All the parties forming the coalition support the monarchist regime. Although having spoken of constitutional reform in the past, they have all accepted the current constitution, which gives to the king the essential political power, parliament having a secondary role. The Moroccan constitution does not recognise the separation of powers. The king directly appoints ministers in the “sovereign” ministries, which are the Foreign Ministry, Interior and Justice Ministries and Islamic Affairs. According to this constitution, the king designates the prime minister, then the ministers on the suggestion of the prime minister.
Over the last 10 years, the Islamic parties had experienced a wide increase in their influence. They had increased their number of parliamentary seats threefold in 2002. In 2003, the governing regime postponed the municipal elections projected for June 2003 for fear of a strong showing by the Islamists. Following the murderous suicide bombings in May 2003 (Casablanca), there was talk of an Islamic “threat.” Suicide bombings have again taken place recently, in March and April of this year (again in Casablanca). The PJD was seen as a means of stemming the Islamic radicalisation of sections of the population, in particular the youth.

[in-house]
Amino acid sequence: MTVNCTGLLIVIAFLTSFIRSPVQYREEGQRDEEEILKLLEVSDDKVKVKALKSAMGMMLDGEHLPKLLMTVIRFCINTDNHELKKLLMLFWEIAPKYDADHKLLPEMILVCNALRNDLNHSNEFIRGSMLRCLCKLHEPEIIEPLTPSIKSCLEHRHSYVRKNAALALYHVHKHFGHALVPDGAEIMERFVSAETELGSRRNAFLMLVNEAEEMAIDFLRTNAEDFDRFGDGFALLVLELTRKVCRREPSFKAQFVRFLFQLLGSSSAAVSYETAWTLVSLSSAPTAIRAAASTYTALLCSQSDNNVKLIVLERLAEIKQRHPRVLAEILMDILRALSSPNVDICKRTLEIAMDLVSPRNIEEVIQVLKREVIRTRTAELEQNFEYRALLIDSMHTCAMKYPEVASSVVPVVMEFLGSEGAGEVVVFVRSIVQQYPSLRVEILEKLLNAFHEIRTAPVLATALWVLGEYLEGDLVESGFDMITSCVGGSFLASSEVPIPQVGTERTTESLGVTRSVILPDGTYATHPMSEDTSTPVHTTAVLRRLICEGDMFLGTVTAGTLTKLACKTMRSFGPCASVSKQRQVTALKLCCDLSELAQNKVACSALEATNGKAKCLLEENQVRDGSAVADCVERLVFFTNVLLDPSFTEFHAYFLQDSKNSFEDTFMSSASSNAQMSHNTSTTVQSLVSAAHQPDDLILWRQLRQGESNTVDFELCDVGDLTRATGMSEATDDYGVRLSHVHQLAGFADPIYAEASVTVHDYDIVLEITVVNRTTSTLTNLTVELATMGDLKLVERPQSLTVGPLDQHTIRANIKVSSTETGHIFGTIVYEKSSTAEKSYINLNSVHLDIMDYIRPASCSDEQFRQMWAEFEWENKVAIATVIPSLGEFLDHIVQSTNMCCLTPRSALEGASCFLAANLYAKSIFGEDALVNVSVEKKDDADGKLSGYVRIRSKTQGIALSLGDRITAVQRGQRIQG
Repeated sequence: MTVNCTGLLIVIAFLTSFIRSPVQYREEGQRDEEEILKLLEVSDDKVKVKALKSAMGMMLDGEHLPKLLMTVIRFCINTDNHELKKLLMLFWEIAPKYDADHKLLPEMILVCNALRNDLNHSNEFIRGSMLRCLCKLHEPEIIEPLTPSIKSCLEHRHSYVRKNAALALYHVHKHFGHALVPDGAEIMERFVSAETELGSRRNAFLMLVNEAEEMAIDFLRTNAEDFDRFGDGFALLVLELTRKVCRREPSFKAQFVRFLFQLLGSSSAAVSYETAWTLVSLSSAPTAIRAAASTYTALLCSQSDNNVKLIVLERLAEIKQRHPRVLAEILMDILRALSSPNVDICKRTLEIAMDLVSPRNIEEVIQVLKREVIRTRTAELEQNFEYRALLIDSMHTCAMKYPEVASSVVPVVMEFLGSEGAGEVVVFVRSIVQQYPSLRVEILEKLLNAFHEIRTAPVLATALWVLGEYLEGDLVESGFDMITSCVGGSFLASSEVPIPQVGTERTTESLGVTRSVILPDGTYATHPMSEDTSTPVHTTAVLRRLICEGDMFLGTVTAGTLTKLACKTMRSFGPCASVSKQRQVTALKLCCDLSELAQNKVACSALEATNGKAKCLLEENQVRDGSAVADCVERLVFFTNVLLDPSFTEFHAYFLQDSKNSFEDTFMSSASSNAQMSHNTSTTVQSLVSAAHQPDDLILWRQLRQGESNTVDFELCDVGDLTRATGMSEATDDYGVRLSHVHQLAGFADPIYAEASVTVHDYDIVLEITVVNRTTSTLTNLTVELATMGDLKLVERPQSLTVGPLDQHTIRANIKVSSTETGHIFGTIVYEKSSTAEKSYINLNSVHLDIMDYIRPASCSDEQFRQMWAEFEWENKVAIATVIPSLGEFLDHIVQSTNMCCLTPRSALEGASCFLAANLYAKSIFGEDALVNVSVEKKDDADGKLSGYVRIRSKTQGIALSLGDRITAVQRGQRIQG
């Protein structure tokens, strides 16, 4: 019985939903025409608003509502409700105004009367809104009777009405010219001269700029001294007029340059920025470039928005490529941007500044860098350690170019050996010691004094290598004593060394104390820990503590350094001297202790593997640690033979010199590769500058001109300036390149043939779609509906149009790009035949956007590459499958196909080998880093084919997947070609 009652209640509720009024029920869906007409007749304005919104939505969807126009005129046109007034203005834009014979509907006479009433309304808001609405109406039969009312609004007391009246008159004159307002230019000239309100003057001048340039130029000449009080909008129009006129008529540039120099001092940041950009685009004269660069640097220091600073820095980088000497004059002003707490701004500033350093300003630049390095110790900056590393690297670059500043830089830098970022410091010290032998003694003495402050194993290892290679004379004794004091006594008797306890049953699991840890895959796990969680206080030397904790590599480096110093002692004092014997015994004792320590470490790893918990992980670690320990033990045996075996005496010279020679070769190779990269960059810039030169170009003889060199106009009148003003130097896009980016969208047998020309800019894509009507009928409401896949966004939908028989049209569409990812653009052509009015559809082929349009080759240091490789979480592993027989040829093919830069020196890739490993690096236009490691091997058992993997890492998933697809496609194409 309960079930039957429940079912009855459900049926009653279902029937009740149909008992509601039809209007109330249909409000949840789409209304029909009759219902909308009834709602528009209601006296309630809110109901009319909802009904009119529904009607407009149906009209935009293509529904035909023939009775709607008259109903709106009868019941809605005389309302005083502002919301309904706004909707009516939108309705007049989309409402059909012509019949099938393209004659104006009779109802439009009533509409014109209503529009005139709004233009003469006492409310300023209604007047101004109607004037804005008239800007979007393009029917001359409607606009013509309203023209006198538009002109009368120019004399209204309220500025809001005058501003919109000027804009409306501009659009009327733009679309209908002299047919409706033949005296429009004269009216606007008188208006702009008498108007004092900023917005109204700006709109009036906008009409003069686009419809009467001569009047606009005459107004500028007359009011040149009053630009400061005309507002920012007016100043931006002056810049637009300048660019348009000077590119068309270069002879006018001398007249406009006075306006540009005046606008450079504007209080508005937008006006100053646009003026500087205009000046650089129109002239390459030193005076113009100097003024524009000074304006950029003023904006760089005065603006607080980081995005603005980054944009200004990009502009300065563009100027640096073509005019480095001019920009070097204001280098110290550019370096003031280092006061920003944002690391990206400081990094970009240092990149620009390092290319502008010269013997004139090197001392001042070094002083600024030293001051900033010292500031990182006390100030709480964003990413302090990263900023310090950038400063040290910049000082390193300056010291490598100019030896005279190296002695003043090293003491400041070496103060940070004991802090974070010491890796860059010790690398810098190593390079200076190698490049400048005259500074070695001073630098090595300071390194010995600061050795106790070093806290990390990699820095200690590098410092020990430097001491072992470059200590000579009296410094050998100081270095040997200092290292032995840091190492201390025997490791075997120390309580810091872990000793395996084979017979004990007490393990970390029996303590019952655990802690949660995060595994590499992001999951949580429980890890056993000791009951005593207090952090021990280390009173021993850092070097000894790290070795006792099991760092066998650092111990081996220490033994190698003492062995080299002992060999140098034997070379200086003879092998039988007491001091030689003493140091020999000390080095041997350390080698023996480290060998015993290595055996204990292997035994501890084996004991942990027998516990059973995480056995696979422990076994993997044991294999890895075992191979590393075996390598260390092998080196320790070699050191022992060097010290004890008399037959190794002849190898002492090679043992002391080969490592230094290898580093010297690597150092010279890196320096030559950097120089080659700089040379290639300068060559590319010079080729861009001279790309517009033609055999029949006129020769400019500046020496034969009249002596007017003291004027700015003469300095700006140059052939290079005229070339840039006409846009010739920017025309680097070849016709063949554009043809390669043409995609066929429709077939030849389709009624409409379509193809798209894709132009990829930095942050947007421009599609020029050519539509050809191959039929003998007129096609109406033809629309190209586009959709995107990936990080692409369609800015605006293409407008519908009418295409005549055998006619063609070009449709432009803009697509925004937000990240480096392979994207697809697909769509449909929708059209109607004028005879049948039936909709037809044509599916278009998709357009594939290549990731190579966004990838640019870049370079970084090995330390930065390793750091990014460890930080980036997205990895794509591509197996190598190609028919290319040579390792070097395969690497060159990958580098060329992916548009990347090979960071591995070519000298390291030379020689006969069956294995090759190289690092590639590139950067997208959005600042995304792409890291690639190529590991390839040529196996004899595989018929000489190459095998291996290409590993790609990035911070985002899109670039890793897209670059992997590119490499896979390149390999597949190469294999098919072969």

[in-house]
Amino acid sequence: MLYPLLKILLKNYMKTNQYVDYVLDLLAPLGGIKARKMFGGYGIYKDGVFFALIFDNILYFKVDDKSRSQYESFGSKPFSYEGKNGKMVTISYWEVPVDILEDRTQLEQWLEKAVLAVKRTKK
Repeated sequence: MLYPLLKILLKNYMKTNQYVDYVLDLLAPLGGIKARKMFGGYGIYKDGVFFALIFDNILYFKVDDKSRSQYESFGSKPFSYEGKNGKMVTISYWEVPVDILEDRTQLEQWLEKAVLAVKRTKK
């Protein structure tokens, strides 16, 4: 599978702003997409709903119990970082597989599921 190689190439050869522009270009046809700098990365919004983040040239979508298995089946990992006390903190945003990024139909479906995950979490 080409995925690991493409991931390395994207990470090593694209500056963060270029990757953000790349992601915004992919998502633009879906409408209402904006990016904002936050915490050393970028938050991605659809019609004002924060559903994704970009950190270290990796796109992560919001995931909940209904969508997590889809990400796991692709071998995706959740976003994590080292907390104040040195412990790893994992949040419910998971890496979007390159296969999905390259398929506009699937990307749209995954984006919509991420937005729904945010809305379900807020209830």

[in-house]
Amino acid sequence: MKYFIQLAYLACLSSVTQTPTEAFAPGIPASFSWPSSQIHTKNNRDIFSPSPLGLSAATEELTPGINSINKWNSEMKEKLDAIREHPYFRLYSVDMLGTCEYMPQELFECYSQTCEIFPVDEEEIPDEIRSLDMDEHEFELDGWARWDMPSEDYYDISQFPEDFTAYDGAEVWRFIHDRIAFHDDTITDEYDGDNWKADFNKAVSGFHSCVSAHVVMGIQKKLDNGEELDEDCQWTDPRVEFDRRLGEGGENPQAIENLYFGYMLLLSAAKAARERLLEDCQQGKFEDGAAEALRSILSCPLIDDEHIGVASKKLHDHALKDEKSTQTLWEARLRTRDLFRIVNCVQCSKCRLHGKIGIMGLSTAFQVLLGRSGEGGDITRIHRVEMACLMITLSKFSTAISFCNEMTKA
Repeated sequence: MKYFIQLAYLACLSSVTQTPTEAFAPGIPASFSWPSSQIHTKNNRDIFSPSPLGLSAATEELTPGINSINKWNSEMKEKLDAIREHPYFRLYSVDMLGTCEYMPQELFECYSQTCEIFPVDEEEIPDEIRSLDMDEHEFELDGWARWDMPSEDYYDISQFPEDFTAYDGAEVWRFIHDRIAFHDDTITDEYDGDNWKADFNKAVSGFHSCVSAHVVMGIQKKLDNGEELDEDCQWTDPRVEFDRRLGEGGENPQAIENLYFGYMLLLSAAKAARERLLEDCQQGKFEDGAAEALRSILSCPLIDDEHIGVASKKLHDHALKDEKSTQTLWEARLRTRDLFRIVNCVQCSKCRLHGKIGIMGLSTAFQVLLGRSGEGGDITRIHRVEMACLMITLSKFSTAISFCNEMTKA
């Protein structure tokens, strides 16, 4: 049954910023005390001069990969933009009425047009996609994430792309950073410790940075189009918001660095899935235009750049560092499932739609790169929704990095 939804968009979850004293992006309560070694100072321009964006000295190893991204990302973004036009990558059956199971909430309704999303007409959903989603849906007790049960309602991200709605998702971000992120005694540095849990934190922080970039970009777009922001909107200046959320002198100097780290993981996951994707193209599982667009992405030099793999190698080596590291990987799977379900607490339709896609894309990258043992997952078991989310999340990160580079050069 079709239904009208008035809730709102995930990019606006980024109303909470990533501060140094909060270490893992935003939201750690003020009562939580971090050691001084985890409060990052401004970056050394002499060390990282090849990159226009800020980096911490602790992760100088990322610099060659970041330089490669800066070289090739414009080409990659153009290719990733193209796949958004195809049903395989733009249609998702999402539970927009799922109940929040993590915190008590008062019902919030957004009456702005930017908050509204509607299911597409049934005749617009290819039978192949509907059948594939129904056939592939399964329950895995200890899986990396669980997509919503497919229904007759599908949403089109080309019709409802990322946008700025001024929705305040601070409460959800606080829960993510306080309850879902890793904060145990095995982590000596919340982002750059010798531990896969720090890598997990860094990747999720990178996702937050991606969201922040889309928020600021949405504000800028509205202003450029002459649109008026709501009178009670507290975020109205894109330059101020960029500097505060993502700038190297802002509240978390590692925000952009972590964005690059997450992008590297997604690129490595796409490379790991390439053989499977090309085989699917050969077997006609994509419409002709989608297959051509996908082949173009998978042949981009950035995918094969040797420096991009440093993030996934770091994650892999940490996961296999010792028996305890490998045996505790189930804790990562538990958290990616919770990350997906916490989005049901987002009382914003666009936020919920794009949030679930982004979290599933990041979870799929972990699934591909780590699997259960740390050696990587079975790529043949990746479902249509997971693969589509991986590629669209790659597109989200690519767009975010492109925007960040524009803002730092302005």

In connection with this, Le Monde diplomatique noted in its August 2007 issue: “As Moustapha Khalfi, member of the PJD National Counsel, explained: ‘The Americans must show that they are not hostile to Islam. They therefore encourage the PJD model, a moderate model which could be applied in other Arab and Islamic countries.’ Head of the political department of al-Adl wal-Ihsane [Justice and Charity], Mr. Abdelwahed Motawakil recognises this: ‘The Americans come regularly to see us. They are more intelligent than the French, who are subject to pressure and sometimes cancel their meetings with us. They know what we can do to counter the influence of terrorism’.”